The Vikings could be without 50 percent of their defensive line for Sunday's playoff game against the Philadelphia Eagles. Defensive end Ray Edwards has not practiced this week because of a knee injury, and nose tackle Pat Williams was limited for a second consecutive day Thursday as he tries to return from a broken right shoulder blade.

While Williams sounded optimistic earlier in the week, coach Brad Childress said this week that Williams could run the risk of doing further damage and indicated the team will be cautious with him. Williams' biggest issue involves range of motion.

"He's going to try to do a little bit more every time he comes out there," Childress said. "It's probably truly a game-time decision."

That means Fred Evans and Jimmy Kennedy could share time at nose tackle for a third consecutive game and that Brian Robison will start at left end. The loss of Williams would be tempered a bit by the fact the Eagles are 22nd in the NFL in rushing.

Childress might be without two of his starting linemen but he hasn't lost his sense of humor. After giving reporters the update on his four-man injury report, Childress looked at the Eagles' 11-man injury report and poked fun at his former boss, Eagles coach Andy Reid.

"That's Belichick-esque," Childress said referring to the lengthy injury reports usually submitted by New England coach Bill Belichick.

The Eagles added cornerback Asante Samuel to their injury report because of an issue with his hip. Samuel did limited work Thursday. Starting right guard Shawn Andrews (back) and right tackle Jon Runyan (knee) did not practice and tight end L.J. Smith (shoulder) and running back Brian Westbrook (knee, ankle) were limited.

Limiting catch and run

One important part of the Eagles' West Coast offense is the yards- after-catch (YAC). Since 2004, the Eagles rank second in the NFL in yards after catch. They are first in YAC average (5.5) in that span. They finished this season fifth in the league with 1,781 yards after catch.

"There's a certain patience involved," Childress said. "Nobody ever wants the ball to go over the top of their head. If you can get them down, you play three more downs, that's a huge deal. You want to always keep the stuff in front of you. That's good tackles, good angles, closing, playing good technique."

Safety Darren Sharper offered a different theory on how to prevent yards after catch.

"We're trying to knock their head off if they catch it," he said. "It's not about letting them run after the catch. We're trying to take their head off."

Getting his kicks

Kicker Taylor Mehlhaff signed a reserve/futures contract with the Vikings this week that will put him on the team's 80-man roster after the season. But special teams coordinator Paul Ferraro, asked about the subject Thursday, downplayed any impact the move might have on current kicker Ryan Longwell.

"[Mehlhaff] has got a lot of upside," Ferraro said before adding, "the bottom line is we always bring two kickers into camp. I don't think we need to read any more into it. Ryan Longwell's our kicker. He's done a great job for us, and I believe in Ryan and everything he's doing. ... Ryan's got a lot of years left in this league. There's no question in my mind about that."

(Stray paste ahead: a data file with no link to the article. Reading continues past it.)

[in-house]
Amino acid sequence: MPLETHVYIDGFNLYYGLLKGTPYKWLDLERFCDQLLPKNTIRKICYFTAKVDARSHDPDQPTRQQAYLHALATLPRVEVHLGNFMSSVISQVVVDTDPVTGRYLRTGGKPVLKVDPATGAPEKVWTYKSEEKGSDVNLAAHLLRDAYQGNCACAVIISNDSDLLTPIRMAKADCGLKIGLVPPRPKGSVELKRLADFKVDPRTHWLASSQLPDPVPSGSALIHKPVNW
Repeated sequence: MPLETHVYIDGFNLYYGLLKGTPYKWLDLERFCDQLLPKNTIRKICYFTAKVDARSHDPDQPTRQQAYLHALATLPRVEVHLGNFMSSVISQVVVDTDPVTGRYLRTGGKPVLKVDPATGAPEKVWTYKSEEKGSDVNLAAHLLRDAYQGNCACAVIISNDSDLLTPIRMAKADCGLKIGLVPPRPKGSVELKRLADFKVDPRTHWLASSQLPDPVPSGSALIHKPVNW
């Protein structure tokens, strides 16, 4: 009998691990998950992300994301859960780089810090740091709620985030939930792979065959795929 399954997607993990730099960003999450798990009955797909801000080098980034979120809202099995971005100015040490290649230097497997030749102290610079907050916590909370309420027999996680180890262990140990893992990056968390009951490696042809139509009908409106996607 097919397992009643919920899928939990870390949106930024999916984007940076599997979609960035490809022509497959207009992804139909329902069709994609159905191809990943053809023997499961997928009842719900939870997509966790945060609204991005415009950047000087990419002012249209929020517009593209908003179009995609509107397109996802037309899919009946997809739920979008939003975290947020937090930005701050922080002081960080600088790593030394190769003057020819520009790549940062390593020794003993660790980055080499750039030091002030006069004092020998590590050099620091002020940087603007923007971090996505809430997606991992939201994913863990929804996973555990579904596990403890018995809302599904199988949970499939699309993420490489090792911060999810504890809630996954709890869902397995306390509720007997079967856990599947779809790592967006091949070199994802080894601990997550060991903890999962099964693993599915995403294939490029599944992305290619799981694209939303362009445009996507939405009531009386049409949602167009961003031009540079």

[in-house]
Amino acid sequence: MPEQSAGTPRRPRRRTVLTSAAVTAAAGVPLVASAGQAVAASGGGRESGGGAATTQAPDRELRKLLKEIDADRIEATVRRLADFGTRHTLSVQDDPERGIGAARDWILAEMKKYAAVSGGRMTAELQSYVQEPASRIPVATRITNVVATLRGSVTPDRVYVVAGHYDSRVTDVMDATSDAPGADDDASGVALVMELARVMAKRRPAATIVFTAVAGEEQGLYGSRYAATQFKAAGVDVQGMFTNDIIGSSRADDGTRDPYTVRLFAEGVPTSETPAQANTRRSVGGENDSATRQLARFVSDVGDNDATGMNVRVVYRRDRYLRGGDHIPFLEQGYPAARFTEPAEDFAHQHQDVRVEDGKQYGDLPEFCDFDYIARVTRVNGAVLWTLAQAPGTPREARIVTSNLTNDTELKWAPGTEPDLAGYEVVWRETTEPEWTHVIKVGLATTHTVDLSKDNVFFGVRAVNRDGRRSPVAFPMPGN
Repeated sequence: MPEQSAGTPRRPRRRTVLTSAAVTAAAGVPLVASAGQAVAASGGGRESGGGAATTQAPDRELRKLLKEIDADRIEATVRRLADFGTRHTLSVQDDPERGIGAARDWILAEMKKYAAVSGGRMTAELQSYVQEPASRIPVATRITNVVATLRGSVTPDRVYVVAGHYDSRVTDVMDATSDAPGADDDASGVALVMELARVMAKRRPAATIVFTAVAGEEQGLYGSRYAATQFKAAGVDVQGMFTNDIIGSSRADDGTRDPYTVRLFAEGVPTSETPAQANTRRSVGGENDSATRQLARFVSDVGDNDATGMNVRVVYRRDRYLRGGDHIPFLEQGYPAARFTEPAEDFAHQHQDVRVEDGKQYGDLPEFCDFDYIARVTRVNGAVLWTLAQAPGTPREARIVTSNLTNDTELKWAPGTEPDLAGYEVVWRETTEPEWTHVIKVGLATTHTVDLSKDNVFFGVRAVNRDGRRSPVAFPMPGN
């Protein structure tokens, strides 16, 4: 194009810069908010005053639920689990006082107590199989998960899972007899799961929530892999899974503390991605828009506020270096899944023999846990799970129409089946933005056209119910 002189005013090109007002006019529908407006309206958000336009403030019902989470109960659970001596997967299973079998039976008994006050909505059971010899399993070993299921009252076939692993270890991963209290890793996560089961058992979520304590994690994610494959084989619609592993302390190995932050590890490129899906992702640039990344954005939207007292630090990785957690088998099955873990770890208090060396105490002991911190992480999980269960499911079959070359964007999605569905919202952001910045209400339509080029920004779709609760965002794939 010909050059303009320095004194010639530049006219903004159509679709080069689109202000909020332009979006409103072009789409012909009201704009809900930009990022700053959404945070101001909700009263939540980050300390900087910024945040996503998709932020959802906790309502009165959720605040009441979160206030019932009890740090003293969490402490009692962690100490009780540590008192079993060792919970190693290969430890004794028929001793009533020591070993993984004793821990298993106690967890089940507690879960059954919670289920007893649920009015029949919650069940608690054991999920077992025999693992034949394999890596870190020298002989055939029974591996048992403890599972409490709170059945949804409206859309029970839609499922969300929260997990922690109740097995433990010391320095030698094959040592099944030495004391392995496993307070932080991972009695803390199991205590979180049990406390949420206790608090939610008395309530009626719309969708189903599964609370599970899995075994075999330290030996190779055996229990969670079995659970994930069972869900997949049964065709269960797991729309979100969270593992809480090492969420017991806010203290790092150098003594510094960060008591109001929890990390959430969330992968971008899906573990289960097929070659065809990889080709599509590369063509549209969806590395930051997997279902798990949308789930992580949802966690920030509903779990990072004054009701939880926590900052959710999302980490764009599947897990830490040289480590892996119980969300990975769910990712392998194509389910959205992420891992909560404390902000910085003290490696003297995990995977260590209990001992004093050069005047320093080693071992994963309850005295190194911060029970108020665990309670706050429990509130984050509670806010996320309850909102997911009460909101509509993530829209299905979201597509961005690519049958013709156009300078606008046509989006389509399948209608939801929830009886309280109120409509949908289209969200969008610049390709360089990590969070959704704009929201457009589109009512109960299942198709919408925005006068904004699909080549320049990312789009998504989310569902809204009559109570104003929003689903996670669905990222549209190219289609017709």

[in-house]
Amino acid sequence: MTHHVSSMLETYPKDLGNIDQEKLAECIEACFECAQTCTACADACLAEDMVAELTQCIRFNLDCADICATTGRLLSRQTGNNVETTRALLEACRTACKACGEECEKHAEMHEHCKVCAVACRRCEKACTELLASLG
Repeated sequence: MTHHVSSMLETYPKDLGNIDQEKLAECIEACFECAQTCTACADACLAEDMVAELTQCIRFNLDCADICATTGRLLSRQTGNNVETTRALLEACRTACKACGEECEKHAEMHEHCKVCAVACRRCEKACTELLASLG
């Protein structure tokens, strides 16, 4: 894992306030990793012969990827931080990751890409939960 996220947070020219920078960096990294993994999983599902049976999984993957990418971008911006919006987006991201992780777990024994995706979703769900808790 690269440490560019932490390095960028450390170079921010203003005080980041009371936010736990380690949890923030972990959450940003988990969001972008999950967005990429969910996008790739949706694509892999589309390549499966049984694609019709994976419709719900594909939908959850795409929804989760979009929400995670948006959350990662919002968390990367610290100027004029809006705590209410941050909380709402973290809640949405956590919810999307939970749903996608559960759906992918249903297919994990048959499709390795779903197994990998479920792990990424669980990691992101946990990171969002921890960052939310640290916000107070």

Getting more involved

Bobby Wade led the Vikings with 53 catches, but he's had a bigger impact on the offense in recent games. He caught a career-long 59-yard touchdown pass against Arizona three weeks ago, and he had a career-high 98 yards receiving vs. the Giants last week.

"Any opportunities I get personally I'm just trying to capitalize on them and make something happen on them," Wade said.

"I thought last week was a similar situation to what we might see this week. There were a lot of holes within the defense. When you're able to catch the ball, you can find seams to run through. A lot more opportunities with the run after catch, which allows you to get big plays. Hopefully we get that same opportunity."

Handling the blitz

It has been well documented this week that Eagles defensive coordinator Jim Johnson loves to send a variety of blitzes. This could mean Vikings backup running back Chester Taylor will play an important role Sunday.

Taylor, most often used in pass situations because he is better in protection than Adrian Peterson, could see some extended duty to help block for Tarvaris Jackson.

"We are definitely conscious of that," offensive coordinator Darrell Bevell said. "Who we want to have in there on specific down-and- distances, what situations, what personnel we are in. Some of that stuff is really dictated by what play we are having called, what protection is. Because there are some protections that the protection calls in the pickups are maybe a little bit easier. Some of them are a lot more complicated."

What happened?

Jackson tied Peterson for the team lead with 76 yards rushing in the Vikings' 24-17 loss to Atlanta on Dec. 21. But last Sunday he had only one carry for minus-4 yards, that came on a fourth-and-1 play late in the first half. One would think there would be a happy medium for the mobile quarterback.

"I thought [the Giants] did a great job of staying in their gaps," Bevell said. "When they did pressure they had all of their gaps taken care of and didn't leave open lanes for him to run. That is not what we are asking him to do. Obviously, we are asking him to throw the ball, get rid of it. But if lanes do open up that is a bonus for him."